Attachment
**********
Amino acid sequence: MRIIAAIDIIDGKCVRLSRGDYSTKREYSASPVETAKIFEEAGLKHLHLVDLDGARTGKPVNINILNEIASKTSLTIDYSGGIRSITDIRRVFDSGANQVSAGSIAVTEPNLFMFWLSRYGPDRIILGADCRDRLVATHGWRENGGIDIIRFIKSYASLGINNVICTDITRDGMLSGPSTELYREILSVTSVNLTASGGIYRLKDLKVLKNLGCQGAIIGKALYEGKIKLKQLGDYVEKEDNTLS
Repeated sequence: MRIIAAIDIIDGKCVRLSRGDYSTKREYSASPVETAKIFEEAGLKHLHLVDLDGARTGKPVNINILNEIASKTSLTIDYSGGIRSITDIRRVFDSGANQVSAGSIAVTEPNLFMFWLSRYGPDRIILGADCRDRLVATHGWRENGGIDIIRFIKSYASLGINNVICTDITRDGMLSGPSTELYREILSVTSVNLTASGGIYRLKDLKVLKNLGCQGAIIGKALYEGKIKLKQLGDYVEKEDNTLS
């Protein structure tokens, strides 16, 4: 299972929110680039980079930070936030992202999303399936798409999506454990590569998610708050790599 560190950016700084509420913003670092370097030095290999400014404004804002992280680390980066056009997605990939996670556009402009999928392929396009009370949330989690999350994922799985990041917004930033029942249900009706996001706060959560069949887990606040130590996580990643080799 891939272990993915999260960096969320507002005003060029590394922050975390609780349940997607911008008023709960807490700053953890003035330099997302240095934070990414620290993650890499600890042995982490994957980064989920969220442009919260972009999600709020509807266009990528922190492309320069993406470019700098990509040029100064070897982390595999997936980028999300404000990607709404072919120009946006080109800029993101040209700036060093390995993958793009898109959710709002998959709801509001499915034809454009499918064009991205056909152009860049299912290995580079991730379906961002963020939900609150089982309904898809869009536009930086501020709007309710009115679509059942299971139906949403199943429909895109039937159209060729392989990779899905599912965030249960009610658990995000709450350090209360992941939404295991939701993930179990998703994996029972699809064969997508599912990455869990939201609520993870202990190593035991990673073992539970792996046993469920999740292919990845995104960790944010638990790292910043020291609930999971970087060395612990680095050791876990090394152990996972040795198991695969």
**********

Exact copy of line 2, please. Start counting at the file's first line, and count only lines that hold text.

Repeated sequence: MRIIAAIDIIDGKCVRLSRGDYSTKREYSASPVETAKIFEEAGLKHLHLVDLDGARTGKPVNINILNEIASKTSLTIDYSGGIRSITDIRRVFDSGANQVSAGSIAVTEPNLFMFWLSRYGPDRIILGADCRDRLVATHGWRENGGIDIIRFIKSYASLGINNVICTDITRDGMLSGPSTELYREILSVTSVNLTASGGIYRLKDLKVLKNLGCQGAIIGKALYEGKIKLKQLGDYVEKEDNTLS